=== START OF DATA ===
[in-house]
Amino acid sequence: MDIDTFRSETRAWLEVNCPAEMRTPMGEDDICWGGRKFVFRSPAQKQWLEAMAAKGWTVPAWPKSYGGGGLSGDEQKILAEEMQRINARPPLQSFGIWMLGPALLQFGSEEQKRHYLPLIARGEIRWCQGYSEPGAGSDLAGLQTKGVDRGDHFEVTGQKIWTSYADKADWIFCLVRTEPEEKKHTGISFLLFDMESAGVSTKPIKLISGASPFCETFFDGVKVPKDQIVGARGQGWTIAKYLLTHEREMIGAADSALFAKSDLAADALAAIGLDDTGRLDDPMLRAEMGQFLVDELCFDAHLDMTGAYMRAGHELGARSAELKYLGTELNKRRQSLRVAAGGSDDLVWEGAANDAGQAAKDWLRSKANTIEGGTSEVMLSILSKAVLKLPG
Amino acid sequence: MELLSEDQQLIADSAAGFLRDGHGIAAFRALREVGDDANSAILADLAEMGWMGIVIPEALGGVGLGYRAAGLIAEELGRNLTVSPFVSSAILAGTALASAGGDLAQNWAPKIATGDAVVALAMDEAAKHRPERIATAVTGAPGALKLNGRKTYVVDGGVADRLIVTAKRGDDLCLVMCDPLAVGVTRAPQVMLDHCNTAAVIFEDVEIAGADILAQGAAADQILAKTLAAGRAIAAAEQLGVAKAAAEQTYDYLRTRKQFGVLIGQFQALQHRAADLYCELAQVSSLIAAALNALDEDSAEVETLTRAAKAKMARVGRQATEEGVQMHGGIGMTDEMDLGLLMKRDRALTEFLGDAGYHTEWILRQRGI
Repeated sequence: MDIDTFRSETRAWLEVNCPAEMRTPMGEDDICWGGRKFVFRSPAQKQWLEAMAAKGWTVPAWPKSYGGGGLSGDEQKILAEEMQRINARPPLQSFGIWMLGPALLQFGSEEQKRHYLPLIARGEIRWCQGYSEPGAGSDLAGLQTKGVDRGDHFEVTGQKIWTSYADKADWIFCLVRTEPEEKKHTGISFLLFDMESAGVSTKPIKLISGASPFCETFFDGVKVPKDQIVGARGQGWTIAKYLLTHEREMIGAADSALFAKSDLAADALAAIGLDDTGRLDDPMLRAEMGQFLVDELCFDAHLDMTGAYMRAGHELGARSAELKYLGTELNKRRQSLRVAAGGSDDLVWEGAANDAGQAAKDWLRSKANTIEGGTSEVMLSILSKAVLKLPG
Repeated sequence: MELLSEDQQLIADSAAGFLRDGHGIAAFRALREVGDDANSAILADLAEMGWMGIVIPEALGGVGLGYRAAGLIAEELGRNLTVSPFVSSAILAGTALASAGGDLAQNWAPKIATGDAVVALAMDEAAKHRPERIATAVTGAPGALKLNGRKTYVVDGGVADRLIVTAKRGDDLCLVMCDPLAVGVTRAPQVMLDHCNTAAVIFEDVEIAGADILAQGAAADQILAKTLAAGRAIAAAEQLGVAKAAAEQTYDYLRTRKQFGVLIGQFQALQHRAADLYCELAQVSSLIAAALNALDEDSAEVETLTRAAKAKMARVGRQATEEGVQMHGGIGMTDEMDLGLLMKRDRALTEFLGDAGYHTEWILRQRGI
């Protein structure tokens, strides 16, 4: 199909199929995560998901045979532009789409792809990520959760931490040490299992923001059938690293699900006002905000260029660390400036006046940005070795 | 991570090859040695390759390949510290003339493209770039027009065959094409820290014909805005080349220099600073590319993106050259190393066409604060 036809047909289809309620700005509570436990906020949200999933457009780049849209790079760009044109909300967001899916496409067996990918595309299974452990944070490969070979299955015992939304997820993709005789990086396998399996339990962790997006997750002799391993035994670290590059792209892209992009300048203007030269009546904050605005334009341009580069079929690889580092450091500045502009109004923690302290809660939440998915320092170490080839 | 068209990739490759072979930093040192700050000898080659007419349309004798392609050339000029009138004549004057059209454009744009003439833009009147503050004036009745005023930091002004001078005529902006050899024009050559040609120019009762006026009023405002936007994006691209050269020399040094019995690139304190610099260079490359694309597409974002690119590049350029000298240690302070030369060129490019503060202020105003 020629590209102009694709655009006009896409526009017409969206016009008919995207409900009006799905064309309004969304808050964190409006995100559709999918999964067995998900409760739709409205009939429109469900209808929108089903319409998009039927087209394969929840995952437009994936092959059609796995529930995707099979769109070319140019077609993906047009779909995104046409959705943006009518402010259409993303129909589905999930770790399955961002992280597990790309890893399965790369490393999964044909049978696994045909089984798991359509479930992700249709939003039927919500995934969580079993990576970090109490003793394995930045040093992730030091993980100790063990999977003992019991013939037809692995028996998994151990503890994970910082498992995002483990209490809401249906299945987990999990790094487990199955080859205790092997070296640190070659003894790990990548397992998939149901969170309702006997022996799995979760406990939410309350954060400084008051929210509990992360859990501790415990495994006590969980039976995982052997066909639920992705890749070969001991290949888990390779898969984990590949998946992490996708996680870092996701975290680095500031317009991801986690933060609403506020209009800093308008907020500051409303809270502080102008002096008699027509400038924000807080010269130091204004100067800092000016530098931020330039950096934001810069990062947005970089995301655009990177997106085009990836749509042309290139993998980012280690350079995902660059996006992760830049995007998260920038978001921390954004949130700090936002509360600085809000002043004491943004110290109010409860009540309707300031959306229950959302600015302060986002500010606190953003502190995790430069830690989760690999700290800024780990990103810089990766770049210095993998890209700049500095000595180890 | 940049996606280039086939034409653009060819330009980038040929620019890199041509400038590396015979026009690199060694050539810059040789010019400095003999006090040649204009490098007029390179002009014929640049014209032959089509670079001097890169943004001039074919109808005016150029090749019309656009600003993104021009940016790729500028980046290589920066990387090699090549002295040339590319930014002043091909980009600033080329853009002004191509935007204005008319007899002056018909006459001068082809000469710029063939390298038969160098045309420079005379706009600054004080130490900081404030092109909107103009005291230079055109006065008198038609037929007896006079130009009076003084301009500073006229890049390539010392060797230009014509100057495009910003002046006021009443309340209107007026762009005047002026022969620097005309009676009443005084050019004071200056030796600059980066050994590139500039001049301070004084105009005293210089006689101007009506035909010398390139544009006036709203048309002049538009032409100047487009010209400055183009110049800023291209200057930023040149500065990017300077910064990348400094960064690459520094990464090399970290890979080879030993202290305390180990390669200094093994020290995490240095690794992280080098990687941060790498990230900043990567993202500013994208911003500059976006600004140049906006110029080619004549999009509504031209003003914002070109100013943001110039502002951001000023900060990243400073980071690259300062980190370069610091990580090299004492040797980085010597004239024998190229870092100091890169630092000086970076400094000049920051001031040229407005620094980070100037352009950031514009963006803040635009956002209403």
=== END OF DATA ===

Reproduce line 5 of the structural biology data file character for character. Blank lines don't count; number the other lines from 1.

Repeated sequence: MELLSEDQQLIADSAAGFLRDGHGIAAFRALREVGDDANSAILADLAEMGWMGIVIPEALGGVGLGYRAAGLIAEELGRNLTVSPFVSSAILAGTALASAGGDLAQNWAPKIATGDAVVALAMDEAAKHRPERIATAVTGAPGALKLNGRKTYVVDGGVADRLIVTAKRGDDLCLVMCDPLAVGVTRAPQVMLDHCNTAAVIFEDVEIAGADILAQGAAADQILAKTLAAGRAIAAAEQLGVAKAAAEQTYDYLRTRKQFGVLIGQFQALQHRAADLYCELAQVSSLIAAALNALDEDSAEVETLTRAAKAKMARVGRQATEEGVQMHGGIGMTDEMDLGLLMKRDRALTEFLGDAGYHTEWILRQRGI